CHICAGO — The Chicago Infrastructure Trust may move next month to solicit private market interest in funding energy efficient upgrades to city facilities and public schools in what would mark the not-for-profit's first project financing on behalf of the city.

The city's goal — if the trust approves — is to raise financing on an initial tranche of projects of at least $50 million and possibly up to $100 million, said Chicago's chief financial officer Lois Scott. The city hopes the deal can close by summer when work would begin.

City officials and their advisers laid out a tentative timeline, preliminary term sheet, and project analysis for trust board members at its meeting Thursday. It marked the first detailed look to date as to how the city envisions the trust will assist it in financing the upgrades by leveraging anticipated energy savings as a repayment stream to lure private investors.

With state and federal funds lagging and the city's bonding capacity stretched thin, Chicago Mayor Rahm Emanuel won city council approval earlier this year to establish the trust as a not-for-profit to serve as an alternative financing vehicle to leverage private investment.

The goal is to fund special, larger or pooled projects with defined revenue streams on behalf of the city and its sister agencies like the Chicago Public Schools, Chicago Transit Authority, and Chicago Park District while preserving bonding capacity for traditional infrastructure.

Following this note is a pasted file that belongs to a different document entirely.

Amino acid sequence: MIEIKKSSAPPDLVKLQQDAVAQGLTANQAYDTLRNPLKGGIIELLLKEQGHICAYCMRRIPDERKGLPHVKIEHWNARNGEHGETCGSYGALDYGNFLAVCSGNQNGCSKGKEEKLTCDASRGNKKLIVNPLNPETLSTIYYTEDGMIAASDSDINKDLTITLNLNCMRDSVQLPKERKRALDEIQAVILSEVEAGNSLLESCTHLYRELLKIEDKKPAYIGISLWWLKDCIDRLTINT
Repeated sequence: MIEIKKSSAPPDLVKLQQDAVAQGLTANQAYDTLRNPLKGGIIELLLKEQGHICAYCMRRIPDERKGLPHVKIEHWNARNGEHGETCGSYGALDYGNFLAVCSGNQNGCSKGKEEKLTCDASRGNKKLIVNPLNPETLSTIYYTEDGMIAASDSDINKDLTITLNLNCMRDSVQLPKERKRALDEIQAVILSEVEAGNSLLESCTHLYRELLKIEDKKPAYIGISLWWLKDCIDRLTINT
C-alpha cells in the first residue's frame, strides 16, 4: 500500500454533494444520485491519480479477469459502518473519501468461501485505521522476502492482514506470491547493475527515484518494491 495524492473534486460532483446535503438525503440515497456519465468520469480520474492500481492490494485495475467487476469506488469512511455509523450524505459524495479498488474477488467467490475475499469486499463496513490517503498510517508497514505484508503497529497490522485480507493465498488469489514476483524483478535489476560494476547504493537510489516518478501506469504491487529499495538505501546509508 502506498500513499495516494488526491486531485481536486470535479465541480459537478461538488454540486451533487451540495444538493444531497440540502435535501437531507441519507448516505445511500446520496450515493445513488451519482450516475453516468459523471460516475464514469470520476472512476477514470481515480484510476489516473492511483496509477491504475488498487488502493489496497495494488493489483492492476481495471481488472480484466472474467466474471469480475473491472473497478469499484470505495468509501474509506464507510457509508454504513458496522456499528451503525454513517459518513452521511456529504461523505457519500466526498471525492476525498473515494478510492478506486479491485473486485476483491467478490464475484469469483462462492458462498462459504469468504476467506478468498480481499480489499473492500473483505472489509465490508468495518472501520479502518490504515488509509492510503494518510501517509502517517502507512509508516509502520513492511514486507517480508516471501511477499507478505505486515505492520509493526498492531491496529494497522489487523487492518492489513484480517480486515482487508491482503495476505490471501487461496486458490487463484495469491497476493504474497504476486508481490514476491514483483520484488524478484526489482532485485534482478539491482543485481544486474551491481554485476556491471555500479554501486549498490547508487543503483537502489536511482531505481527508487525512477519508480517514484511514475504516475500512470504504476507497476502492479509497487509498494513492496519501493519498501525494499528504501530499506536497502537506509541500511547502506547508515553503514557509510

The first financing, dubbed Retrofit Chicago, eventually will seek a total of $200 million for energy upgrades to public facilities with the savings - $20 million annually - or some portion of it going to repay private investors. The overall program will be financed in tranches.

Working in tandem with the trust and its advisers, the city hopes to ready a request for qualifications document that can be approved at the trust's meeting in January. It would seek to identify a pool of potential financial partners.

The questions would seek to gauge the interest of banks, pension funds, union-friendly investors, and community reinvestment act funds.

The RFQ would describe the trust and proposed projects, outline the city and trust's policies and financial objectives, gauge investor interests, seek compliance with city economic disclosure rules, and include a preliminary term sheet, said David Winters, chief assistant corporation counsel.

The energy projects provide a series of benefits as the trust's inaugural financing. "They offer a revenue stream" that is defined, can be pooled between agencies, and segregated, and the stream of energy savings "are well understood by the financial community," Winters said.

While energy efficiency projects have been designed and financed by private firms elsewhere, the structure of the Chicago financing would differ on several fronts. "Our transaction is groundbreaking," said Courtney Shea, of Acacia Financial Group Inc. which is advising the city. The city entities would continue to own, operate, and maintain the assets and the financing and actual work would be completed by separate entities.

The RFQ would provide a preliminary term sheet with input sought from potential investors on the viability of the proposed terms. The city envisions seeking a minimum $50 million investment with a financing term limited to 20 years. The pledged source of repayment would be limited to the energy savings and some operating and maintenance savings.